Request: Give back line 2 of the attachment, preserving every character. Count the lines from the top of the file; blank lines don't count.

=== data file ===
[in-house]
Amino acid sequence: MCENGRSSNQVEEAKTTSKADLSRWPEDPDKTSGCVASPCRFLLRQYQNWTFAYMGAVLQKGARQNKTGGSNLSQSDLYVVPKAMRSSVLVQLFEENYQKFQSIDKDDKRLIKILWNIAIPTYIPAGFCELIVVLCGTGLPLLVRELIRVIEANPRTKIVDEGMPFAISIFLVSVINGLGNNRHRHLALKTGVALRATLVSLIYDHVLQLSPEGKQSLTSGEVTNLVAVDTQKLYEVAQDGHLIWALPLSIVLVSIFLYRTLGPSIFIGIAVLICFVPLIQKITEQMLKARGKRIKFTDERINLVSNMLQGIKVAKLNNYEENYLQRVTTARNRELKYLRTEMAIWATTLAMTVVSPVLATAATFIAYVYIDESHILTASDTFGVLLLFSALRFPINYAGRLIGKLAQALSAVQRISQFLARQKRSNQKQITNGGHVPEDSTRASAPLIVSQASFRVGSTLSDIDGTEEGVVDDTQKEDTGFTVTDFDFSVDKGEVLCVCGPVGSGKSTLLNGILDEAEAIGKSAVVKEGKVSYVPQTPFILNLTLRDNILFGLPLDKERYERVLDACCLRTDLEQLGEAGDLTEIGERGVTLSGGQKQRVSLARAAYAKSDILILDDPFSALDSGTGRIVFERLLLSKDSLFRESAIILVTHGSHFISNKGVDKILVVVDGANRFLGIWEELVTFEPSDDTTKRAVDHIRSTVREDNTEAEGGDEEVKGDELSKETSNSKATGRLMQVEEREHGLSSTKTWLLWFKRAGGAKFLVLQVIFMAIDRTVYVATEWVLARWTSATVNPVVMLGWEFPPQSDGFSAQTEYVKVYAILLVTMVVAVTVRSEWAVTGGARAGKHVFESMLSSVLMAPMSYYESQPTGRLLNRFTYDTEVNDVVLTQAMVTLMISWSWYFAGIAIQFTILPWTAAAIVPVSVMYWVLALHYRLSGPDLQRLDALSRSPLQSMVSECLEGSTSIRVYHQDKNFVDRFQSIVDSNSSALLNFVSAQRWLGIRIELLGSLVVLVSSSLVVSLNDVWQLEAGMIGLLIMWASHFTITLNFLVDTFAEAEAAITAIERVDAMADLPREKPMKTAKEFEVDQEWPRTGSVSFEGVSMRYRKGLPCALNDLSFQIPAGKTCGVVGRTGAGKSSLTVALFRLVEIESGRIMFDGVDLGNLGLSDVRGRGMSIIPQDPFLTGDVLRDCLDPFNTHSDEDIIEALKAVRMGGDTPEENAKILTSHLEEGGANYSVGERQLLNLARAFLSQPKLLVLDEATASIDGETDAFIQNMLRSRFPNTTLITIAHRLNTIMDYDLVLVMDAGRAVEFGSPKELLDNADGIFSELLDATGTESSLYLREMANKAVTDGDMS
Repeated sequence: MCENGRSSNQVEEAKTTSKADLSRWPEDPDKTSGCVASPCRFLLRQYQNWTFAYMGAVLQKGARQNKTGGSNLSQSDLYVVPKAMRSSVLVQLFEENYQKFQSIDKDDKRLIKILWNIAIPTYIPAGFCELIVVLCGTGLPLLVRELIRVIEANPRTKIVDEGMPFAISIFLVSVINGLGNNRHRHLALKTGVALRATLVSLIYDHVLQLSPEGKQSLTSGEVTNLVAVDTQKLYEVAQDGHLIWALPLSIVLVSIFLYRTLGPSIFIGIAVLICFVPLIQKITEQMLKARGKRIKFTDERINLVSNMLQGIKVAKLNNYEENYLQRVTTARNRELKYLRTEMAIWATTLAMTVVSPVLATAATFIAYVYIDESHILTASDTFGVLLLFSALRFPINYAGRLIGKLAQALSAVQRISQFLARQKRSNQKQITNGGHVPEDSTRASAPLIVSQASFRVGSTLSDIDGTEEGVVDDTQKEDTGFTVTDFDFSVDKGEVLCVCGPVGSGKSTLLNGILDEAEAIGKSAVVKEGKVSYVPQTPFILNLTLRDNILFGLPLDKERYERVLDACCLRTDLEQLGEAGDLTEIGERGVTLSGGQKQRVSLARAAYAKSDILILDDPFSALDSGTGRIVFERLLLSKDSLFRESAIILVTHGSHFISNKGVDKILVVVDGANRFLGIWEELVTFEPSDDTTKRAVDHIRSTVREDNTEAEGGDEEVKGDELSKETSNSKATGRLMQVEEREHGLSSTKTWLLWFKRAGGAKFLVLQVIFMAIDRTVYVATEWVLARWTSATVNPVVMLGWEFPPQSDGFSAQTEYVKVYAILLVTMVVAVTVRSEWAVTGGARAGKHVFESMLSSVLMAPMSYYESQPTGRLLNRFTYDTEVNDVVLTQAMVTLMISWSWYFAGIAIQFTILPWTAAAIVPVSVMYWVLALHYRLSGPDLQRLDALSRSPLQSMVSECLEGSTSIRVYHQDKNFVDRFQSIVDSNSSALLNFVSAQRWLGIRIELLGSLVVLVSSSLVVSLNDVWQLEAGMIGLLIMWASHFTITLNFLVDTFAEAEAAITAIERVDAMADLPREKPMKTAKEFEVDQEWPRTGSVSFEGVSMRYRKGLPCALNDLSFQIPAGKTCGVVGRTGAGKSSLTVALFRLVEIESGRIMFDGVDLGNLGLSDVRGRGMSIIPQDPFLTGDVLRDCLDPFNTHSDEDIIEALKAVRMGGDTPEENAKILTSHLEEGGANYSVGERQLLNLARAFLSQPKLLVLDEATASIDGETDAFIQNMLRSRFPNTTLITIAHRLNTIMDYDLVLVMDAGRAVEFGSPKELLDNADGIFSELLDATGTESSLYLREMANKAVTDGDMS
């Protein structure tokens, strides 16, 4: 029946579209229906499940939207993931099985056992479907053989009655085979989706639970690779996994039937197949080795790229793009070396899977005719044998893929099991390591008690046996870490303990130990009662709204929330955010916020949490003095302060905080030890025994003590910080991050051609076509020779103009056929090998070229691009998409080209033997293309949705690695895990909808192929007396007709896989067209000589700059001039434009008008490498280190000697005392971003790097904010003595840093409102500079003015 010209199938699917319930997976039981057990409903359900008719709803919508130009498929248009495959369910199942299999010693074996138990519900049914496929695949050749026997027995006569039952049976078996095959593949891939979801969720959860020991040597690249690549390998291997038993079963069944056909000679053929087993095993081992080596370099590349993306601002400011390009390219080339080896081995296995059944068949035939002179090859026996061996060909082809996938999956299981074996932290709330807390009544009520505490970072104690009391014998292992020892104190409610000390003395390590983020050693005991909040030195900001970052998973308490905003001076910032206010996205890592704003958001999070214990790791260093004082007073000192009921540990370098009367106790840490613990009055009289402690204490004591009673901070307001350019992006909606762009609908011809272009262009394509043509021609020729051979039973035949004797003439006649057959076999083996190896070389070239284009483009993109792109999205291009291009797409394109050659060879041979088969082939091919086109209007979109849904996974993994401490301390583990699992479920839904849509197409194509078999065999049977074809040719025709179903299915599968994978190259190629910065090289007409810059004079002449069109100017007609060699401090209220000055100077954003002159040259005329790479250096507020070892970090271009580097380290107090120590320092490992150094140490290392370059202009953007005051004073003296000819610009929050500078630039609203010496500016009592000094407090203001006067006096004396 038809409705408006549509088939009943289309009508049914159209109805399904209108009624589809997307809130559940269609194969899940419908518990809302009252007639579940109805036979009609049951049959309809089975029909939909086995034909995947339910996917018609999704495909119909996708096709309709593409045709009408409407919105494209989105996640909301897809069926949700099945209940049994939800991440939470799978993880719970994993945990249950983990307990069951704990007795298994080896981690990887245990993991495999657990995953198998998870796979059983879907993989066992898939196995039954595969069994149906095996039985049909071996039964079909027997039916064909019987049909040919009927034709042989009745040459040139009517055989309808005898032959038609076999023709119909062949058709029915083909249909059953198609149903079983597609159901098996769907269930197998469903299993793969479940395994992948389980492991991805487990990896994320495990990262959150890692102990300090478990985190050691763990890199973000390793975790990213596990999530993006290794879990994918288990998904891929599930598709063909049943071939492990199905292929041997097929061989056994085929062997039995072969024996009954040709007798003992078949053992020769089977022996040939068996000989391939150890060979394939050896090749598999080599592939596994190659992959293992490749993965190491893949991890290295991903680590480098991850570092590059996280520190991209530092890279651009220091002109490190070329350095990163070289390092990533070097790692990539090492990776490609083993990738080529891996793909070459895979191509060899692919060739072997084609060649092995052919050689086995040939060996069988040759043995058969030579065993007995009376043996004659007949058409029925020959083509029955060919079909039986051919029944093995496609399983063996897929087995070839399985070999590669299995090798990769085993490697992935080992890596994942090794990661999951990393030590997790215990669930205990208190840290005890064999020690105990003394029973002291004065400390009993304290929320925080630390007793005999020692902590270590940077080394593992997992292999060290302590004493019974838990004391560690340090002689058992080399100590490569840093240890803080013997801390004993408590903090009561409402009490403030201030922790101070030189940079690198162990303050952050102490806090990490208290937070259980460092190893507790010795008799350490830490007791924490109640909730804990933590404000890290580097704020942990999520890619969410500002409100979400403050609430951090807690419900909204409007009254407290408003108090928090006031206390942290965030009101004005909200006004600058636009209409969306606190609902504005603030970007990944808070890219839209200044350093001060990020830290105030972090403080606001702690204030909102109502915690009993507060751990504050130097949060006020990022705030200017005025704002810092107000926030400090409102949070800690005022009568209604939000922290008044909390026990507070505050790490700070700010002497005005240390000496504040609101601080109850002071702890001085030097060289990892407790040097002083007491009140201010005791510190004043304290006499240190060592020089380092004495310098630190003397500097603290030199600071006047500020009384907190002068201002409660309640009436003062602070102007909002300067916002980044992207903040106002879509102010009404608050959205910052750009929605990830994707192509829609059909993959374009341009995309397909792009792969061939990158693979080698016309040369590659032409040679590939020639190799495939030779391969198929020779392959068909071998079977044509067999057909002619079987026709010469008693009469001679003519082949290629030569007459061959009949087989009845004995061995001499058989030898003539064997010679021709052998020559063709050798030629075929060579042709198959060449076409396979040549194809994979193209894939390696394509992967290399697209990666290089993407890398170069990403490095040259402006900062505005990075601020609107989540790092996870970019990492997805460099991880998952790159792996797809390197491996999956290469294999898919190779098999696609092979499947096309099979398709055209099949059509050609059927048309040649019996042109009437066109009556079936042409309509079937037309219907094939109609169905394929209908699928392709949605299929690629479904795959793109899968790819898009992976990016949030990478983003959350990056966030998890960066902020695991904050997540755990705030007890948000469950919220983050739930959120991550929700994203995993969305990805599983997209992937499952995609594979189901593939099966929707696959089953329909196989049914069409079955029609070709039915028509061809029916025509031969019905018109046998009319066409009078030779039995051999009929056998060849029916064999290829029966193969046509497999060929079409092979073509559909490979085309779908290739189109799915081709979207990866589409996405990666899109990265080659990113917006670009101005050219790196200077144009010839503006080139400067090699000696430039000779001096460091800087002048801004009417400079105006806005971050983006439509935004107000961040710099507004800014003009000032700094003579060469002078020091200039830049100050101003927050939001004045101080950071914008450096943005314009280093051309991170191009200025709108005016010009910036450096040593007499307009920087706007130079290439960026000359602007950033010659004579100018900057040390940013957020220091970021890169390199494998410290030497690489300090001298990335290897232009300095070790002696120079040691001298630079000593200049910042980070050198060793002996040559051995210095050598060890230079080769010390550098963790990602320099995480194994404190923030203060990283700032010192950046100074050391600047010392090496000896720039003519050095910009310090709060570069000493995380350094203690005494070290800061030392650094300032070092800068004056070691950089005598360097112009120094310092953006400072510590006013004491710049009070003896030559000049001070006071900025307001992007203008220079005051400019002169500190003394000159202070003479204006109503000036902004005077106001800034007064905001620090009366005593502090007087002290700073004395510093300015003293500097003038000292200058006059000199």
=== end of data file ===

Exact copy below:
Amino acid sequence: MCENGRSSNQVEEAKTTSKADLSRWPEDPDKTSGCVASPCRFLLRQYQNWTFAYMGAVLQKGARQNKTGGSNLSQSDLYVVPKAMRSSVLVQLFEENYQKFQSIDKDDKRLIKILWNIAIPTYIPAGFCELIVVLCGTGLPLLVRELIRVIEANPRTKIVDEGMPFAISIFLVSVINGLGNNRHRHLALKTGVALRATLVSLIYDHVLQLSPEGKQSLTSGEVTNLVAVDTQKLYEVAQDGHLIWALPLSIVLVSIFLYRTLGPSIFIGIAVLICFVPLIQKITEQMLKARGKRIKFTDERINLVSNMLQGIKVAKLNNYEENYLQRVTTARNRELKYLRTEMAIWATTLAMTVVSPVLATAATFIAYVYIDESHILTASDTFGVLLLFSALRFPINYAGRLIGKLAQALSAVQRISQFLARQKRSNQKQITNGGHVPEDSTRASAPLIVSQASFRVGSTLSDIDGTEEGVVDDTQKEDTGFTVTDFDFSVDKGEVLCVCGPVGSGKSTLLNGILDEAEAIGKSAVVKEGKVSYVPQTPFILNLTLRDNILFGLPLDKERYERVLDACCLRTDLEQLGEAGDLTEIGERGVTLSGGQKQRVSLARAAYAKSDILILDDPFSALDSGTGRIVFERLLLSKDSLFRESAIILVTHGSHFISNKGVDKILVVVDGANRFLGIWEELVTFEPSDDTTKRAVDHIRSTVREDNTEAEGGDEEVKGDELSKETSNSKATGRLMQVEEREHGLSSTKTWLLWFKRAGGAKFLVLQVIFMAIDRTVYVATEWVLARWTSATVNPVVMLGWEFPPQSDGFSAQTEYVKVYAILLVTMVVAVTVRSEWAVTGGARAGKHVFESMLSSVLMAPMSYYESQPTGRLLNRFTYDTEVNDVVLTQAMVTLMISWSWYFAGIAIQFTILPWTAAAIVPVSVMYWVLALHYRLSGPDLQRLDALSRSPLQSMVSECLEGSTSIRVYHQDKNFVDRFQSIVDSNSSALLNFVSAQRWLGIRIELLGSLVVLVSSSLVVSLNDVWQLEAGMIGLLIMWASHFTITLNFLVDTFAEAEAAITAIERVDAMADLPREKPMKTAKEFEVDQEWPRTGSVSFEGVSMRYRKGLPCALNDLSFQIPAGKTCGVVGRTGAGKSSLTVALFRLVEIESGRIMFDGVDLGNLGLSDVRGRGMSIIPQDPFLTGDVLRDCLDPFNTHSDEDIIEALKAVRMGGDTPEENAKILTSHLEEGGANYSVGERQLLNLARAFLSQPKLLVLDEATASIDGETDAFIQNMLRSRFPNTTLITIAHRLNTIMDYDLVLVMDAGRAVEFGSPKELLDNADGIFSELLDATGTESSLYLREMANKAVTDGDMS